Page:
Onelight Theatre

Death Of Yazdgerd

Death Of Yazdgerd

October 2005 |

Written by Shahin Sayadi – original translation of Bahram Beyzaie’s Mard Yarzdgerd

Directed by Shahin Sayadi
Set design by Shahin Sayadi
Costume design by Shahin Sayadi and Joan Smith
Lighting design by Shahin Sayadi
Sound design by Shahin Sayadi
Stage Manager: Pip Bradford

Cast: Kevin Curran, Marty Burt, Janice Jackson, Anna MacLean, Pasha Ebrahimi

Other: Miya Turnbull (visual art and animation), Jake Dambergs (technical direction, video editing)


Yazdgerd III, of the Sassanid Dynasty, was the last of the Iranian kings before the Islamic era. During his reign, the Arab invasion of Iran intensified, and with his death in 651 A.D., a lengthy epoch in Iranian history came to an end.

The ancient Iranian calendar was a fragmented one. A new calendar started at the first year of the throning of a new King and ended with his death. The time period between the end of one era and the beginning of another, known as Shamiran, was indeed a period of chaos, disorientation and timelessness. This play is about a Shamiran. It depicts Day Zero of the Year Zero of the Iranian calendar- a time when an old order has collapsed and a new order has yet to emerge.

For ancient Iranians the King was a symbol of glory and divine destiny. And if a King’s glory was lost due to his misdeeds, his reign was doomed to collapse. In such event, it was a common belief that only the King’s death could spare the country from further disaster.

Background of the play

Death of Yazdgerd was originally written and performed in the unstable political and cultural aftermath of the 1979 Iranian revolution. Death of Yazdgerd deals with an historical event with a mysterious ending. When Islam was established in the Arabia, messengers were sent to four corners of the world to ask people to conform to the new religion. Upon receiving a negative response from the Persian Empire, Iran was attacked with great force by the Arabs. The army of Young Yazdgerd III was defeated and, in search of support, he rode east. Some time later, he was found dead in a flour mill and the miller was charged, by Yazdgerd’s ministers, with the King’s death.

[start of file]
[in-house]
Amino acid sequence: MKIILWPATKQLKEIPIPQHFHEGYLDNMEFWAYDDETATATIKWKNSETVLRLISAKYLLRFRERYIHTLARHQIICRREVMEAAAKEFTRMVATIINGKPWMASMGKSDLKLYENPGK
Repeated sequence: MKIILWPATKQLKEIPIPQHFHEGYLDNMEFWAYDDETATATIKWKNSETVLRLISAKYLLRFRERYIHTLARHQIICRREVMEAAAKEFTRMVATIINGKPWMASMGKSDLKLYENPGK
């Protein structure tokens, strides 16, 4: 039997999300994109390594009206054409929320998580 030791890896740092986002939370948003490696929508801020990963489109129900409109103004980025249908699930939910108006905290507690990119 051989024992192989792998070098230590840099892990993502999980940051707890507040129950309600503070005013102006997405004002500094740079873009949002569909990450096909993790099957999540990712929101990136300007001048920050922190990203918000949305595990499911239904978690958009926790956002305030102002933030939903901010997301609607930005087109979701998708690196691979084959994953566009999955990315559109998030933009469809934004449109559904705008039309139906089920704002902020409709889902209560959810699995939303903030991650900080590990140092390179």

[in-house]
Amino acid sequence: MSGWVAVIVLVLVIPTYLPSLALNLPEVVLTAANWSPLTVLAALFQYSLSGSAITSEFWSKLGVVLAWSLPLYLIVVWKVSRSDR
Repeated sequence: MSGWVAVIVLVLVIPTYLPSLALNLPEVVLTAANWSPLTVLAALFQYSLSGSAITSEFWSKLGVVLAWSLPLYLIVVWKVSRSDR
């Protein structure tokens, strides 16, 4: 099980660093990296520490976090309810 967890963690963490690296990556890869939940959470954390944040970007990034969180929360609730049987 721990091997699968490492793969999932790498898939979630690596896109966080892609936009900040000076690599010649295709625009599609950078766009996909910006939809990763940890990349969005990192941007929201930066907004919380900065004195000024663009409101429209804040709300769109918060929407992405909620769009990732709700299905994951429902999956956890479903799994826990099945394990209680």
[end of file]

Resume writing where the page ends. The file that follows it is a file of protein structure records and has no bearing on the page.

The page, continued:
In the turmoil of the Arab invasion of Persia, the doomed King, Yazdgerd, disappears only to be found, sometime later, dead in the house of a poor miller. As the King’s ministers and spiritual advisors attempt to understand what has happened, a variety of plausible stories emerge from the miller, his wife, and daughter, who are trying to exculpate themselves. As each member of the family takes turns describing, from the King’s perspective, what occurred, it becomes clear that both the mother and the daughter were victims of sexual violence at the hands of the King. To add to the confusion of events, the King has always been and is now masked; no one, including his closest advisors, can be sure that the dead man is actually the King or that the man claiming to be the miller is not, in fact, Yazdgerd. Throughout the play the concept of invasion serves as a thematic foundation. Islamic forces have invaded Persia; the King has invaded the miller’s house; the wife and daughter have been physically invaded, and even the masked personage of the King has not been untouched.

Death of Yazdgerd was built using our unique working philosophy, which included three workshops and public presentations.